laundry hints & tips

When you remove a wet or dirty nappy,  first take the liner and throw any poo down the toilet. The nappy and liner (if it’s reusable) go in the nappy bucket, and the wrap can be given a quick rinse in the sink and hung up on the towel rail to dry and reuse.

When it’s time to do a wash, put them in a 60 degree cotton wash with a prewash, which will take away any poo remaining before the washing cycle. Use a non-bio detergent and wash as normal. This is plenty to clean and sanitise dirty nappies.

Stains  are pretty common with smaller babies in particular; they seem to leave their nappies dyed a lovely mustard colour much of the time, and these stains can survive a couple of washes. There are a few different ways to remove them.

First (and one I only just discovered after leaving a load of badly stained nappies on the line, only to get caught in the rain several times in a row) is to expose them to sunlight. This may sound unlikely to work, but it’s the most effective method I’ve used yet – 2-3 days outside, even in cloudy weather, gets rid of the most stubborn stains and what’s more,  a rainwater rinse softens them too.

Another option is to soak the nappy in a hot strong solution of soda crystals. You can buy them for about 90p a kilo in major supermarkets in the laundry and cleaning sections. You will need to wash the nappies again after this, of course, as they are irritant to baby’s skin, and in some cases using them can invalidate the guarantee on your nappies (I think this applies to BumGenius and some others).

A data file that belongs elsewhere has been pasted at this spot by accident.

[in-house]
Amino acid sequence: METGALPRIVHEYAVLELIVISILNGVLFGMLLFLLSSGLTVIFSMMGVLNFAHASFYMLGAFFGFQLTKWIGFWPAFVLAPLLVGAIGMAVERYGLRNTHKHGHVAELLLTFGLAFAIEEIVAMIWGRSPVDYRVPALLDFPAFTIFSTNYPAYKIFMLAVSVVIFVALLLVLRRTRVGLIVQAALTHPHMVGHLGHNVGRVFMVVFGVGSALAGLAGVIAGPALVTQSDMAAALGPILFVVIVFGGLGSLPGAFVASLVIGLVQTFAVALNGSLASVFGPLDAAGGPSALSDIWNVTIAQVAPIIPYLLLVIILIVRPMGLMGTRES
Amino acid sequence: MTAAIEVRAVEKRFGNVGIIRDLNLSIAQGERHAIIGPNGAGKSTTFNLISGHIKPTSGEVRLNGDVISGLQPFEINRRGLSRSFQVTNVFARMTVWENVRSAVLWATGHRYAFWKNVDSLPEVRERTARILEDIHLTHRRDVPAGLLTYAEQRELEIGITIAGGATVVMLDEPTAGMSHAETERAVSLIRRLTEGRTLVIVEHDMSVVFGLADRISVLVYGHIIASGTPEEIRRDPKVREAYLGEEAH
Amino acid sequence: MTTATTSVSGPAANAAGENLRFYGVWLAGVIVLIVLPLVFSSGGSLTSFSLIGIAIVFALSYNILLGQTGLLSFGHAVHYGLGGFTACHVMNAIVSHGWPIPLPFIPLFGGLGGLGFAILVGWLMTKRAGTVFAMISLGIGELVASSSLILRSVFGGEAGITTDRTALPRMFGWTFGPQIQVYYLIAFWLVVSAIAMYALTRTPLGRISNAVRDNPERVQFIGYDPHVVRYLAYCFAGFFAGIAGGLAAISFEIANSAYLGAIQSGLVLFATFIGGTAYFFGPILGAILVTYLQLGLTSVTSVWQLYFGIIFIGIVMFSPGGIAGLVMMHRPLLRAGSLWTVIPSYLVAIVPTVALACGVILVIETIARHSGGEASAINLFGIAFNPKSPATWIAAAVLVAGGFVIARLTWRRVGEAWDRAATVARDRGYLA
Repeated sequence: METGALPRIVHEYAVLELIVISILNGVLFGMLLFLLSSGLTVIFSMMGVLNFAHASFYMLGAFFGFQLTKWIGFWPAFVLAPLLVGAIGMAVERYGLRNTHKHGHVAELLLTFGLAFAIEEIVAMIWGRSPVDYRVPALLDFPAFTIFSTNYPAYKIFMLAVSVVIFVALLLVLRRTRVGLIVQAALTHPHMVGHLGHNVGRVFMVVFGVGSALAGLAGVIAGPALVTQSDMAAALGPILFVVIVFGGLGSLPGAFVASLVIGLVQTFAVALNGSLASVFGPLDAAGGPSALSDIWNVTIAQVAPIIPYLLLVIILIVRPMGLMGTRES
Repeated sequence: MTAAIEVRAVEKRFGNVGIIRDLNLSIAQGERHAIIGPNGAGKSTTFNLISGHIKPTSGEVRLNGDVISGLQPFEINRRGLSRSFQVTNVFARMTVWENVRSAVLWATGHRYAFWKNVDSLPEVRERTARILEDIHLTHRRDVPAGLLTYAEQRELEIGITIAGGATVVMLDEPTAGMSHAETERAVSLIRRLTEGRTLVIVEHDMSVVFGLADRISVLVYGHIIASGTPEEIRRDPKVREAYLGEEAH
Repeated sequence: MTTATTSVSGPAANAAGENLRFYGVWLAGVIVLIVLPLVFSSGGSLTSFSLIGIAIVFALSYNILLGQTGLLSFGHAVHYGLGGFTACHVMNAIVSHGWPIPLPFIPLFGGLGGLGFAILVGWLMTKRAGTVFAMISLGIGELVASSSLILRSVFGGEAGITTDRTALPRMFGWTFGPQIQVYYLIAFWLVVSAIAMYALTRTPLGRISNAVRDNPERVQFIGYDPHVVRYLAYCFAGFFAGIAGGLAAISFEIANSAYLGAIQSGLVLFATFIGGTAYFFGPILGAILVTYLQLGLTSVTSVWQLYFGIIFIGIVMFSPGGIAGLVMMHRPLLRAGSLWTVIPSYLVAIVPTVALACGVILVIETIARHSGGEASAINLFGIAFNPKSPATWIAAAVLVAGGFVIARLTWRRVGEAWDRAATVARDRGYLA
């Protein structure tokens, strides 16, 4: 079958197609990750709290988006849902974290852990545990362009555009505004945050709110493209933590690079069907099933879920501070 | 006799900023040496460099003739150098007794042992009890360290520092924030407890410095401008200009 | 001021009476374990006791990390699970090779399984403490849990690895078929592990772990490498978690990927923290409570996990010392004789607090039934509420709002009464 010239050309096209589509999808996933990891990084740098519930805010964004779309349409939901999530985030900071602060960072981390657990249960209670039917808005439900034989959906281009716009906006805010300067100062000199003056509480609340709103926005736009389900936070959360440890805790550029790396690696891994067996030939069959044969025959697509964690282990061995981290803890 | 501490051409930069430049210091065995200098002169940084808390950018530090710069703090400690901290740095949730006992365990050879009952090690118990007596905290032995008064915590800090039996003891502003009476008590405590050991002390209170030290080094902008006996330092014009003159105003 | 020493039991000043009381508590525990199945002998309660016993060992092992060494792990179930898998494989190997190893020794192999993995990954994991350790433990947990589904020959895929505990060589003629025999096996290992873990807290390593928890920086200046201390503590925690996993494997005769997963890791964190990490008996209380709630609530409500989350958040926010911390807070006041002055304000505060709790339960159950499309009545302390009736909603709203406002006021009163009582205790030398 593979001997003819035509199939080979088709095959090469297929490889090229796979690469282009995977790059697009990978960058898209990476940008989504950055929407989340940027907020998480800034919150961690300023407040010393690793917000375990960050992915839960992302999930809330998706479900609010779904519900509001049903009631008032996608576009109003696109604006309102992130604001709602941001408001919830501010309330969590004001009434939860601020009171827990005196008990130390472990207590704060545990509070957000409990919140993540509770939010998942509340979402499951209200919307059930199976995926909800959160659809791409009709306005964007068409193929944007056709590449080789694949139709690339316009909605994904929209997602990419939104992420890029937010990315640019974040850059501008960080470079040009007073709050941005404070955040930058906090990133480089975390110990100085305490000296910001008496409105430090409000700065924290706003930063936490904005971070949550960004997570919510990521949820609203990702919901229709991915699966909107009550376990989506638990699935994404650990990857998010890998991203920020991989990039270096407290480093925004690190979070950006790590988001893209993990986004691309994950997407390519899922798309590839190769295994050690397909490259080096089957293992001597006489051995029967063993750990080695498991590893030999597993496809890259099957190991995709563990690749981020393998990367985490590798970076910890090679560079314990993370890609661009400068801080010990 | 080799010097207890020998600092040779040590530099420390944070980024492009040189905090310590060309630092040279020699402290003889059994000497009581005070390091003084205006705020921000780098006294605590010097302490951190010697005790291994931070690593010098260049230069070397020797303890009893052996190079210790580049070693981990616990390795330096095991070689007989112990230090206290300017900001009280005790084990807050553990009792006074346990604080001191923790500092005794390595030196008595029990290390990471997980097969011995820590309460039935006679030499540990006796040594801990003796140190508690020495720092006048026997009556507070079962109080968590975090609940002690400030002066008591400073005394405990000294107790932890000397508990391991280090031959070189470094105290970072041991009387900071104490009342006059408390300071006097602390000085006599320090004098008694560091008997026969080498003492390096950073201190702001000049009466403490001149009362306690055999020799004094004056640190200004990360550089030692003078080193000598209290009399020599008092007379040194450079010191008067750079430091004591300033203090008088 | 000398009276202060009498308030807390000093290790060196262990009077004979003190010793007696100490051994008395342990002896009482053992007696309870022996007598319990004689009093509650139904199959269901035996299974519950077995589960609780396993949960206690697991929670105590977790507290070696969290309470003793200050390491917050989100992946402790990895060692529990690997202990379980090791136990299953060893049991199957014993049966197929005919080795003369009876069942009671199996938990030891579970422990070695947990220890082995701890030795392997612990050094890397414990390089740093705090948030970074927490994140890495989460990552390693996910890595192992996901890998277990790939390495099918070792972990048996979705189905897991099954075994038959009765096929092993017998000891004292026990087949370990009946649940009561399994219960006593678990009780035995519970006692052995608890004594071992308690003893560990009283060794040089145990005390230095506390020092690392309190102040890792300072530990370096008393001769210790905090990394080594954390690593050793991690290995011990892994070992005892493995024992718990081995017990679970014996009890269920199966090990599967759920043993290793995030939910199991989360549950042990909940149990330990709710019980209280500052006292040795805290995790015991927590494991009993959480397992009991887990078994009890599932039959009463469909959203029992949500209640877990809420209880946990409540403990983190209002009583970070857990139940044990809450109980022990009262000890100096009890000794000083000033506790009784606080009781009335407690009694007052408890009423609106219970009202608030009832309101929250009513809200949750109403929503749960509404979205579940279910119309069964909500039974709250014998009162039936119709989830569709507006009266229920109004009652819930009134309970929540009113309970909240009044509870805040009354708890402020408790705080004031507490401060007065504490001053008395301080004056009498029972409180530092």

Drying is best done outside, but that’s not always possible – I found putting in a ceiling airer was a lifesaver in the winter. Tumble drying does leave terry nappies nice and fluffy, but it destroys them quickly too, as well as using a lot of energy; it’s also possible to buy indoor airers which heat up for winter use and only cost a few pence to run while drying laundry much quicker than standard ones. How long you need to dry your nappies is going to depend on what kind you use – flat nappies dry fast, as do microfibre, while shaped nappies, bamboo fabrics, and all in ones all take longer.

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